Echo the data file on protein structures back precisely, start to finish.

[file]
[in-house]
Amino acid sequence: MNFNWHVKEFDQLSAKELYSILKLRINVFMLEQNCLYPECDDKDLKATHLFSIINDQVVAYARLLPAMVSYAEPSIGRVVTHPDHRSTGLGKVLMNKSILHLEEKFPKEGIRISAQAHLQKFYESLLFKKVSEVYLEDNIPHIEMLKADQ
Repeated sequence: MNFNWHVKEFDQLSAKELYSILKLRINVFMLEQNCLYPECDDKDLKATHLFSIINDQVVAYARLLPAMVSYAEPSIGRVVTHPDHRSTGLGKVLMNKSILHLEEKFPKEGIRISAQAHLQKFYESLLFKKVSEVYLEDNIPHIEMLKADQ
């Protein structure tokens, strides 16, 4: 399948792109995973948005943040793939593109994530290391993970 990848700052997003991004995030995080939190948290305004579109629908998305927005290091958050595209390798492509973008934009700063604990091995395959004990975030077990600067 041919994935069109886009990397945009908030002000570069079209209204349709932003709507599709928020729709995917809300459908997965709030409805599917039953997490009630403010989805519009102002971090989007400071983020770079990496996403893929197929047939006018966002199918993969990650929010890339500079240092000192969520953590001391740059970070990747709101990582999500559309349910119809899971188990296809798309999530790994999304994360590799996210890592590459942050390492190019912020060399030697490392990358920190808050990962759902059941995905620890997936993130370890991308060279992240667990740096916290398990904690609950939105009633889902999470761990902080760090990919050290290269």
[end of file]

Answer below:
[in-house]
Amino acid sequence: MNFNWHVKEFDQLSAKELYSILKLRINVFMLEQNCLYPECDDKDLKATHLFSIINDQVVAYARLLPAMVSYAEPSIGRVVTHPDHRSTGLGKVLMNKSILHLEEKFPKEGIRISAQAHLQKFYESLLFKKVSEVYLEDNIPHIEMLKADQ
Repeated sequence: MNFNWHVKEFDQLSAKELYSILKLRINVFMLEQNCLYPECDDKDLKATHLFSIINDQVVAYARLLPAMVSYAEPSIGRVVTHPDHRSTGLGKVLMNKSILHLEEKFPKEGIRISAQAHLQKFYESLLFKKVSEVYLEDNIPHIEMLKADQ
């Protein structure tokens, strides 16, 4: 399948792109995973948005943040793939593109994530290391993970 990848700052997003991004995030995080939190948290305004579109629908998305927005290091958050595209390798492509973008934009700063604990091995395959004990975030077990600067 041919994935069109886009990397945009908030002000570069079209209204349709932003709507599709928020729709995917809300459908997965709030409805599917039953997490009630403010989805519009102002971090989007400071983020770079990496996403893929197929047939006018966002199918993969990650929010890339500079240092000192969520953590001391740059970070990747709101990582999500559309349910119809899971188990296809798309999530790994999304994360590799996210890592590459942050390492190019912020060399030697490392990358920190808050990962759902059941995905620890997936993130370890991308060279992240667990740096916290398990904690609950939105009633889902999470761990902080760090990919050290290269």